No Easy Day, the new book about the May 2011 raid that killed Osama bin Laden, contradicts the official account of his death in ways that highlight the Obama administration's ambiguous approach to terrorists, who are either criminals, enemies, or both, depending on circumstances and political convenience. The book's pseudonymous author, Mark Owen—a Navy SEAL whom military officials have identified as Matt Bissonnette, 36, of Wrangell, Alaska—reports that Bin Laden was shot in the head as he peeked out of his bedroom doorway at the SEAL team ascending the stairs to the top floor of his house in Abbottabad, Pakistan. The New York Times, which obtained a copy of the book yesterday, describes what Bissonnette says happened next:
[Bissonnette] said he was directly behind the "point man," or lead commando, as the SEALs followed Bin Laden into the room, where they found him on the floor at the foot of his bed with "blood and brains spilled out of the side of his skull," and two women wailing over his body, which was "still twitching and convulsing."
The author said he and another member then trained their weapons on Bin Laden's chest and fired several rounds, until he was motionless. The SEALs later found two unloaded weapons—an AK-47 rifle and a Makarov pistol—near the bedroom door.
In the administration's version of events, the lead commando's shot in the stairwell missed, and the SEALs confronted Bin Laden in the bedroom, killing him with one shot to the chest and another above the left eye.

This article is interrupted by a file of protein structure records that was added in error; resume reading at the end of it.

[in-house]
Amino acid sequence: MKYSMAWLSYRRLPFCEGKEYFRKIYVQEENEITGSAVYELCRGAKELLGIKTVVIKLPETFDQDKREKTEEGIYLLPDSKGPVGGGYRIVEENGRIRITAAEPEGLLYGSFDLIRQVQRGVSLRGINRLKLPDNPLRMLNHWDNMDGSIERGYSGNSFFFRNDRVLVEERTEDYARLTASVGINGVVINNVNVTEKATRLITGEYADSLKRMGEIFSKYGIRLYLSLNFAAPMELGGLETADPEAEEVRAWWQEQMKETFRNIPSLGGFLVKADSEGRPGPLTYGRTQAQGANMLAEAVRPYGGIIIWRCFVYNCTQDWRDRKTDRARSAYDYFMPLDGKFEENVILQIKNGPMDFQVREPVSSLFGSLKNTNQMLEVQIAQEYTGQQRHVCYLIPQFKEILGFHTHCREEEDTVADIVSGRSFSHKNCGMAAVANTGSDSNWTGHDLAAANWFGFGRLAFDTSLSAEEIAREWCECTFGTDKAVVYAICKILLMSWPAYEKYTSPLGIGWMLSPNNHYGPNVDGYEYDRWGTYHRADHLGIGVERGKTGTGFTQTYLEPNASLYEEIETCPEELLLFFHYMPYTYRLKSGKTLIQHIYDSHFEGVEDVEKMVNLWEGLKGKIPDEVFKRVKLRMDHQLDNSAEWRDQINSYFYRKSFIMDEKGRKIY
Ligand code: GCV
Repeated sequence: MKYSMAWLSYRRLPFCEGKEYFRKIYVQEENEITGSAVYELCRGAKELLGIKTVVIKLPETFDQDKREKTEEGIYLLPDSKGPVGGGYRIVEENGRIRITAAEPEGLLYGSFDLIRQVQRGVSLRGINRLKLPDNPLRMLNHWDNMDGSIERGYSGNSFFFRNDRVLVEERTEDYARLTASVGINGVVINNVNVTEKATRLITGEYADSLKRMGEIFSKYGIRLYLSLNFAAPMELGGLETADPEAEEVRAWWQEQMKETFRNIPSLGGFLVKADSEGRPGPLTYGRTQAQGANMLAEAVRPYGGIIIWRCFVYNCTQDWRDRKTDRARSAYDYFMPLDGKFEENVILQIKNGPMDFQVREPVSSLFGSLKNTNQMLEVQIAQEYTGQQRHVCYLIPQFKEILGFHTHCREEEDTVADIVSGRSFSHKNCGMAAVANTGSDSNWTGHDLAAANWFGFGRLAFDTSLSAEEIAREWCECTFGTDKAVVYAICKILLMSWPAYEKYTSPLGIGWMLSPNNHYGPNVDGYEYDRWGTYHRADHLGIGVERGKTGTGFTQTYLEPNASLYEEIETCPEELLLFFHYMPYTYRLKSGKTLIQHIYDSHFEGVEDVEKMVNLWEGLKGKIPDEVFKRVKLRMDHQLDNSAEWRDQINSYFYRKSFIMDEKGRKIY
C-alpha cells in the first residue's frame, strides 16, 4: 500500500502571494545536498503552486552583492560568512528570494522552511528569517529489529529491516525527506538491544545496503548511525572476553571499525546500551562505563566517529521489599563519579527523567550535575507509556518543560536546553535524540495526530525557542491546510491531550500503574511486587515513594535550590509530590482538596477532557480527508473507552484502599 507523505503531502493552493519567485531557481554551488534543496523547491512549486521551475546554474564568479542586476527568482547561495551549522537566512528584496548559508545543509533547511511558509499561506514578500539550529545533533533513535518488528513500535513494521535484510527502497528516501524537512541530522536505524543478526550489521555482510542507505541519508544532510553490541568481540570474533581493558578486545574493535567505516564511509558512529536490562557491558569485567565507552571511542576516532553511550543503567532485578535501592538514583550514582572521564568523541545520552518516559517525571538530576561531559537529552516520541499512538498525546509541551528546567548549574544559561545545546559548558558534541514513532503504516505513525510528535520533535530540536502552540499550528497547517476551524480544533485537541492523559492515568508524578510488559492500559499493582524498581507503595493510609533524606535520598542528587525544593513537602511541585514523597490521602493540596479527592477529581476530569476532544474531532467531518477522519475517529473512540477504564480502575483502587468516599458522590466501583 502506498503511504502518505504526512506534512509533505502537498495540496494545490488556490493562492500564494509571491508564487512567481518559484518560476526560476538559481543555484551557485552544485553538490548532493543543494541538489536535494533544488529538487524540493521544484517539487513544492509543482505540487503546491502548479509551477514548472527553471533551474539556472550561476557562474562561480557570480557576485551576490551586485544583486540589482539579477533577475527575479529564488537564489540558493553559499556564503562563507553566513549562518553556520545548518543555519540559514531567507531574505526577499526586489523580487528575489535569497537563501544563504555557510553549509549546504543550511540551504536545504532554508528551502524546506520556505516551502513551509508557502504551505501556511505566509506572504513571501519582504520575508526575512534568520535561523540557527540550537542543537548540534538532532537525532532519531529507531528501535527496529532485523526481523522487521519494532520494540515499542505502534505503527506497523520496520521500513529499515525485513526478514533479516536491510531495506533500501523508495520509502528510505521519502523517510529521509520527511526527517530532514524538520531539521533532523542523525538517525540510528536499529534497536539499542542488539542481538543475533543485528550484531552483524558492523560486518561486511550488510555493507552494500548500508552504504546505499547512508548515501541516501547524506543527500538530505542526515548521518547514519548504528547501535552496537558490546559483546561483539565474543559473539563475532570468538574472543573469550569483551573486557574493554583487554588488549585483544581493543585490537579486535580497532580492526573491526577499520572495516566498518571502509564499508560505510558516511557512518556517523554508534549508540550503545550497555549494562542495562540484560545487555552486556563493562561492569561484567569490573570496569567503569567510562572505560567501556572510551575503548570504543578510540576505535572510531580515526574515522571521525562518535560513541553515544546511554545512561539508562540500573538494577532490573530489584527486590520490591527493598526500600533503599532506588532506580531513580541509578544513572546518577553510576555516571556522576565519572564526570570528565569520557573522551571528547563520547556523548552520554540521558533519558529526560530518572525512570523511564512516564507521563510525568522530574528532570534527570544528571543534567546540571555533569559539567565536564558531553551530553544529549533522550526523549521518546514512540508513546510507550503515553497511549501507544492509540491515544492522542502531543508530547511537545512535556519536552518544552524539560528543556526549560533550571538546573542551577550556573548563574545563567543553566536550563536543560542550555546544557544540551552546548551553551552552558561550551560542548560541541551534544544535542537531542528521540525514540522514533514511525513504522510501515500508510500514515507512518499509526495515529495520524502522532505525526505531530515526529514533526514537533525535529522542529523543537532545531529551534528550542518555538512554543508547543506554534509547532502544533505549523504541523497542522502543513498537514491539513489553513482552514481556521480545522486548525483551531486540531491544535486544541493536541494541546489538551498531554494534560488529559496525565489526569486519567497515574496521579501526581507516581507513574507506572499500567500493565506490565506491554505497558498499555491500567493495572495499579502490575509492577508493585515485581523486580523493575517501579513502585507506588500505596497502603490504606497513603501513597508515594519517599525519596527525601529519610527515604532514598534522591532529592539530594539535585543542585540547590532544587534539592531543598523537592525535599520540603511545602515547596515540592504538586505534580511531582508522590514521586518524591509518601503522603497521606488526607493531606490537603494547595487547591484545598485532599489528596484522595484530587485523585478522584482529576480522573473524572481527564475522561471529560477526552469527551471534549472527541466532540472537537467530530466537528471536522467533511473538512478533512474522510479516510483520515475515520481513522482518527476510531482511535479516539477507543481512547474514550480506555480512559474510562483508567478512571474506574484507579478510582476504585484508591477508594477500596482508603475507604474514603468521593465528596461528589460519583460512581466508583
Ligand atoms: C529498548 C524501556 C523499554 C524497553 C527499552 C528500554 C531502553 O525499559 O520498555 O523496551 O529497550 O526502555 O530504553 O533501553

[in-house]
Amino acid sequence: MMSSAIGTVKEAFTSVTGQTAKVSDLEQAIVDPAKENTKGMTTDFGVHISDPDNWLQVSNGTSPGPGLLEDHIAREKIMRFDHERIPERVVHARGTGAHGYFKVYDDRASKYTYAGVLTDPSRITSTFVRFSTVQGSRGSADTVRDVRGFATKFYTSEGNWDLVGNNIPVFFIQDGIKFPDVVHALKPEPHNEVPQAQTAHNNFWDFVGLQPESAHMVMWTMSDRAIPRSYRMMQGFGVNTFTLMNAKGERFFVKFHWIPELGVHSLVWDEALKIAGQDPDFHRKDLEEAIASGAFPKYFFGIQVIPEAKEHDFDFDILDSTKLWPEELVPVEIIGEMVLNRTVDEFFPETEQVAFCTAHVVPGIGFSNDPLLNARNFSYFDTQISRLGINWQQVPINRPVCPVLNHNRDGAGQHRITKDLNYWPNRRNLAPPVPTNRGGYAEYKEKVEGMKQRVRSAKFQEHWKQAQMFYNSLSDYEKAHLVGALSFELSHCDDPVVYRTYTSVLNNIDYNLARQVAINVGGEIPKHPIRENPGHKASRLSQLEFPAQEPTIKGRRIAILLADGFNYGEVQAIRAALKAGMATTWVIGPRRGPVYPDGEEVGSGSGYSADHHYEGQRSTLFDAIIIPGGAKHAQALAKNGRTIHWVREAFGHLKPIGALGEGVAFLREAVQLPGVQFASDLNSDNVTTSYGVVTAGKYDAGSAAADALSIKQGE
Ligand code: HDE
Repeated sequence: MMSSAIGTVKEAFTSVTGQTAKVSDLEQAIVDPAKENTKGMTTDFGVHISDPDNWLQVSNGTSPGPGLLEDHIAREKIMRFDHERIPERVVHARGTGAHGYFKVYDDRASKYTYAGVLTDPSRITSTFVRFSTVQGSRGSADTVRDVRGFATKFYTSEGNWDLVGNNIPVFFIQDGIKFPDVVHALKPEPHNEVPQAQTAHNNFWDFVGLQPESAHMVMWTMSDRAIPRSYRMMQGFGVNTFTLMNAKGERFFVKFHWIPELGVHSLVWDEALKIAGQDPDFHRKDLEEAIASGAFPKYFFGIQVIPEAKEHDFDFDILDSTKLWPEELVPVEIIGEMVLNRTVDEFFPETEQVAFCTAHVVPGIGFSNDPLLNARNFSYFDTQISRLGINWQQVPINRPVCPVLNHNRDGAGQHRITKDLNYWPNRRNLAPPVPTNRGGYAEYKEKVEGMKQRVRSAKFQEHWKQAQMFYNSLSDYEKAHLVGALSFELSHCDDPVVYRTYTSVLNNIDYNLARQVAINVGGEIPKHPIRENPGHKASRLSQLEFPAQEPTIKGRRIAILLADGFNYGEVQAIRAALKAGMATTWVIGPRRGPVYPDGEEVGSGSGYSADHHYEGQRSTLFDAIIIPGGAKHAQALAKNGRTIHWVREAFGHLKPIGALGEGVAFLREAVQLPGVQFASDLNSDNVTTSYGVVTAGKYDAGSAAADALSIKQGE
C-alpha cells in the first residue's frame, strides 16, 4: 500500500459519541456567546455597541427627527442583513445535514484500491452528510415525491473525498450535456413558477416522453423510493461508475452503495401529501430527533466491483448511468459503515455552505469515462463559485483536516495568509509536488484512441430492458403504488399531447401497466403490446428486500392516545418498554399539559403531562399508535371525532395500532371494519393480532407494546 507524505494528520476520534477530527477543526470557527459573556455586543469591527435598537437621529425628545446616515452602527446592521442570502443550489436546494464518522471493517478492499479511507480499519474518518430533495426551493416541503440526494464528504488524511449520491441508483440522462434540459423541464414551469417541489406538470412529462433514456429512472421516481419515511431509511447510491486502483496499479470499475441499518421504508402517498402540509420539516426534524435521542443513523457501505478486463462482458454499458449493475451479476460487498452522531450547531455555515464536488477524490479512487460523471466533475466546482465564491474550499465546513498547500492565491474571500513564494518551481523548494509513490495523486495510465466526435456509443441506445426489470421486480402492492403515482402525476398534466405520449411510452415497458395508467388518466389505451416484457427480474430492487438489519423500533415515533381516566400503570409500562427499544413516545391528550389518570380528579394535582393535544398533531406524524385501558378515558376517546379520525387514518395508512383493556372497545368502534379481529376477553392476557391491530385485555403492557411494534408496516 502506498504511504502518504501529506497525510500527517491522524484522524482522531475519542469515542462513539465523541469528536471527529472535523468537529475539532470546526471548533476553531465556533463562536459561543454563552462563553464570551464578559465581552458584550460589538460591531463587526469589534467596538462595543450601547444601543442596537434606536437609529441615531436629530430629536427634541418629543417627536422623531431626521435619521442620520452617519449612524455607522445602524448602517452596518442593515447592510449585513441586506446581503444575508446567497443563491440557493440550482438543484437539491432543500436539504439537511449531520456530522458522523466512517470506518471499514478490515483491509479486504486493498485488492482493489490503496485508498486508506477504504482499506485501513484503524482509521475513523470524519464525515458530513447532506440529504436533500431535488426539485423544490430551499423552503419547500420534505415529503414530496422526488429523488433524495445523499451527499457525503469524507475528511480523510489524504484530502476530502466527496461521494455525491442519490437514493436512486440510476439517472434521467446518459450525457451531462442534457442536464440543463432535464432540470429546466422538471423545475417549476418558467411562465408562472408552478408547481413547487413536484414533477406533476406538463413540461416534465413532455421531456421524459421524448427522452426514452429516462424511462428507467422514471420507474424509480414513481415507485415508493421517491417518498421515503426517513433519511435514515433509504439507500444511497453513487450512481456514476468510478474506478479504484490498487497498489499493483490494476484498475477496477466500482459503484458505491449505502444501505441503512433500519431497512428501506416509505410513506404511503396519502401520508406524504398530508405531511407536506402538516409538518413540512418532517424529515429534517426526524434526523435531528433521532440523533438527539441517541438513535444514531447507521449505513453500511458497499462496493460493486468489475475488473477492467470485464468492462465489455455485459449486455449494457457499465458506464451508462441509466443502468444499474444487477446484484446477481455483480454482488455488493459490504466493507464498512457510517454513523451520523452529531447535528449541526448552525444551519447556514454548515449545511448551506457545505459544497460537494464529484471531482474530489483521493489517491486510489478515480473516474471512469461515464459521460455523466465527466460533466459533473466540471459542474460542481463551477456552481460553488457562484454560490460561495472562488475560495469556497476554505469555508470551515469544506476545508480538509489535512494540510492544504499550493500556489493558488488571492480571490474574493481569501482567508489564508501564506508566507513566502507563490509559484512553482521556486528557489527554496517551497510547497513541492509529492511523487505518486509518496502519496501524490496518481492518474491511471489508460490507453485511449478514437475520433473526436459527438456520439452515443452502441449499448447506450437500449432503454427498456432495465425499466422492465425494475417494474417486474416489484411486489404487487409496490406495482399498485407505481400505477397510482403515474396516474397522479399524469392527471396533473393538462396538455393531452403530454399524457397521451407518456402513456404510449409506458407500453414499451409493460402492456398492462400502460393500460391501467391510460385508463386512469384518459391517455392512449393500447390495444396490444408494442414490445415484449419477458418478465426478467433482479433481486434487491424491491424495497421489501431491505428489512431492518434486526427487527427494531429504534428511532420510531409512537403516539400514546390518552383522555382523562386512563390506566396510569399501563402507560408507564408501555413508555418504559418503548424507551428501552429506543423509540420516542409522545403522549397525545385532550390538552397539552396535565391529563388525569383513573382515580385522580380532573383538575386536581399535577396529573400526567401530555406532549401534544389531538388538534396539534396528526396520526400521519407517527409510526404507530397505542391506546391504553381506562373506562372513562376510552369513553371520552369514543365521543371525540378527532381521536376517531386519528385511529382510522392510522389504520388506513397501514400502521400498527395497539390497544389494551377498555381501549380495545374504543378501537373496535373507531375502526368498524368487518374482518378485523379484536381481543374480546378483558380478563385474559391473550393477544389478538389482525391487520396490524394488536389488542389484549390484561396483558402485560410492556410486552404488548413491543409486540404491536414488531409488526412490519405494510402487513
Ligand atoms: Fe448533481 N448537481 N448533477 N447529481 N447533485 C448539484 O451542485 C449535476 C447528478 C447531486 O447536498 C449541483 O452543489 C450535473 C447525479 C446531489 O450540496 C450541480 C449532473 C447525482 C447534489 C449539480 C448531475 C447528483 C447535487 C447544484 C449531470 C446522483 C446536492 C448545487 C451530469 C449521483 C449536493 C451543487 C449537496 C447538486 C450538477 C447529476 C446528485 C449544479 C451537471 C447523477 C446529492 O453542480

The new book's account, if true, raises the question of whether Bin Laden posed a clear threat in his death throes.
Military officials have said that the SEALs made split-second decisions, fearing that Bin Laden, though unarmed, could have exploded a suicide vest or other booby trap. Critics, however, say that while the military has described the raid as a "kill or capture" mission, there was virtually no chance the SEALS would bring Bin Laden back alive.
As I pointed out after the raid, these details matter under the laws of war, which the Obama administration says apply to members and supporters of Al Qaeda, because soldiers are not supposed to shoot an enemy combatant who is trying to surrender or kill him after he has been captured (or, per Bissonnette's account, incapacitated). Shooting him is justified only if he poses a threat to his captors. At the same time, since President Obama (like his predecessor) views the whole world as the battlefield in the war on terrorism, he could have avoided such questions (while raising others about collateral damage) simply by dropping a bomb on Bin Laden's house. That is the sort of solution Obama has favored for other people identified as terrorists (including U.S. citizens), on the theory that they represent an imminent threat to American lives and that capturing them is impractical.
Yet the administration's rhetoric suggests Bin Laden was killed not because it was the only way to eliminate the threat he posed (whether to the SEALs or to Americans generally) but because he had it coming. National Security Council spokesman Tommy Vietor refers to the raid as "the night that justice was brought to Osama bin Laden," which suggests a summary execution rather than an act of self-defense. When it comes to suspected terrorists who are blown up by missiles fired from unmanned aircraft, the administration argues that it is not depriving them of life without due process because it follows certain procedures, confined to the executive branch, before approving these extrajudicial killings. The Bin Laden raid, because it was more up close and personal, clarified what that means in practice: I got yer due process right here. BLAM BLAM.